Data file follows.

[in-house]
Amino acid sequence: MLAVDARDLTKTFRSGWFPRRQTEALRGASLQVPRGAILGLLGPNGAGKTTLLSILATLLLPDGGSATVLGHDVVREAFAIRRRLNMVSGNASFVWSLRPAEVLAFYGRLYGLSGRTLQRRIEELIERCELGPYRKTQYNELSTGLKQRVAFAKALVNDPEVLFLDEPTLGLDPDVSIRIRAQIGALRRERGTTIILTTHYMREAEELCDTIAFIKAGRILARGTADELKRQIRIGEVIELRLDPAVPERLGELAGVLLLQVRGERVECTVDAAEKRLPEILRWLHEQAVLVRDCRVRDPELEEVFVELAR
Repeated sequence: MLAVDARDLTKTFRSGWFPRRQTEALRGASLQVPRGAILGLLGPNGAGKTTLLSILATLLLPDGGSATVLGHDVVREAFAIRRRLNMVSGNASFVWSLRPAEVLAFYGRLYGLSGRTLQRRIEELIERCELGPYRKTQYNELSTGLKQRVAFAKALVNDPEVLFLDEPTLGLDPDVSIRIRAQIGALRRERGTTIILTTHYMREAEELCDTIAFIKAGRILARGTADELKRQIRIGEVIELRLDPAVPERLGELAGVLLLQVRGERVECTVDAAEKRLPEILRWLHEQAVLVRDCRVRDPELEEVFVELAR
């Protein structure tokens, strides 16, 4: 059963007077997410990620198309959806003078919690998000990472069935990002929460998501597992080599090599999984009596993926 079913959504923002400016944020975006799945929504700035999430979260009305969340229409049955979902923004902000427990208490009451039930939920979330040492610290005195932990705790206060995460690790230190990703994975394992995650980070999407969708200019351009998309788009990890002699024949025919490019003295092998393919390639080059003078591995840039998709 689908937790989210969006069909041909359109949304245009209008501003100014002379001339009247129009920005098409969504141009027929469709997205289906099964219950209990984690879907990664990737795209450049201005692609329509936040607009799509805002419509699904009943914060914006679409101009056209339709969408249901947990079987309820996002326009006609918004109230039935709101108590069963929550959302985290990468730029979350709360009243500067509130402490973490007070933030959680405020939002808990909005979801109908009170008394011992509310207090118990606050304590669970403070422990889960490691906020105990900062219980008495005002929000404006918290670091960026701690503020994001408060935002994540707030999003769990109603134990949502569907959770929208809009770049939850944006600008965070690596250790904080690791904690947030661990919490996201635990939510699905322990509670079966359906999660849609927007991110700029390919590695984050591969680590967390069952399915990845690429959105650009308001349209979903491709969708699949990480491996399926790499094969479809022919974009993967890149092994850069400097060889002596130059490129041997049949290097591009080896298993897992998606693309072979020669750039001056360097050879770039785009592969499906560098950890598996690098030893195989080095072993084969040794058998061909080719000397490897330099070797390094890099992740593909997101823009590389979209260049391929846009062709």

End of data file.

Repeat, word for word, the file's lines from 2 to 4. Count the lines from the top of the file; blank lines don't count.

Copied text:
Amino acid sequence: MLAVDARDLTKTFRSGWFPRRQTEALRGASLQVPRGAILGLLGPNGAGKTTLLSILATLLLPDGGSATVLGHDVVREAFAIRRRLNMVSGNASFVWSLRPAEVLAFYGRLYGLSGRTLQRRIEELIERCELGPYRKTQYNELSTGLKQRVAFAKALVNDPEVLFLDEPTLGLDPDVSIRIRAQIGALRRERGTTIILTTHYMREAEELCDTIAFIKAGRILARGTADELKRQIRIGEVIELRLDPAVPERLGELAGVLLLQVRGERVECTVDAAEKRLPEILRWLHEQAVLVRDCRVRDPELEEVFVELAR
Repeated sequence: MLAVDARDLTKTFRSGWFPRRQTEALRGASLQVPRGAILGLLGPNGAGKTTLLSILATLLLPDGGSATVLGHDVVREAFAIRRRLNMVSGNASFVWSLRPAEVLAFYGRLYGLSGRTLQRRIEELIERCELGPYRKTQYNELSTGLKQRVAFAKALVNDPEVLFLDEPTLGLDPDVSIRIRAQIGALRRERGTTIILTTHYMREAEELCDTIAFIKAGRILARGTADELKRQIRIGEVIELRLDPAVPERLGELAGVLLLQVRGERVECTVDAAEKRLPEILRWLHEQAVLVRDCRVRDPELEEVFVELAR
């Protein structure tokens, strides 16, 4: 059963007077997410990620198309959806003078919690998000990472069935990002929460998501597992080599090599999984009596993926 079913959504923002400016944020975006799945929504700035999430979260009305969340229409049955979902923004902000427990208490009451039930939920979330040492610290005195932990705790206060995460690790230190990703994975394992995650980070999407969708200019351009998309788009990890002699024949025919490019003295092998393919390639080059003078591995840039998709 689908937790989210969006069909041909359109949304245009209008501003100014002379001339009247129009920005098409969504141009027929469709997205289906099964219950209990984690879907990664990737795209450049201005692609329509936040607009799509805002419509699904009943914060914006679409101009056209339709969408249901947990079987309820996002326009006609918004109230039935709101108590069963929550959302985290990468730029979350709360009243500067509130402490973490007070933030959680405020939002808990909005979801109908009170008394011992509310207090118990606050304590669970403070422990889960490691906020105990900062219980008495005002929000404006918290670091960026701690503020994001408060935002994540707030999003769990109603134990949502569907959770929208809009770049939850944006600008965070690596250790904080690791904690947030661990919490996201635990939510699905322990509670079966359906999660849609927007991110700029390919590695984050591969680590967390069952399915990845690429959105650009308001349209979903491709969708699949990480491996399926790499094969479809022919974009993967890149092994850069400097060889002596130059490129041997049949290097591009080896298993897992998606693309072979020669750039001056360097050879770039785009592969499906560098950890598996690098030893195989080095072993084969040794058998061909080719000397490897330099070797390094890099992740593909997101823009590389979209260049391929846009062709």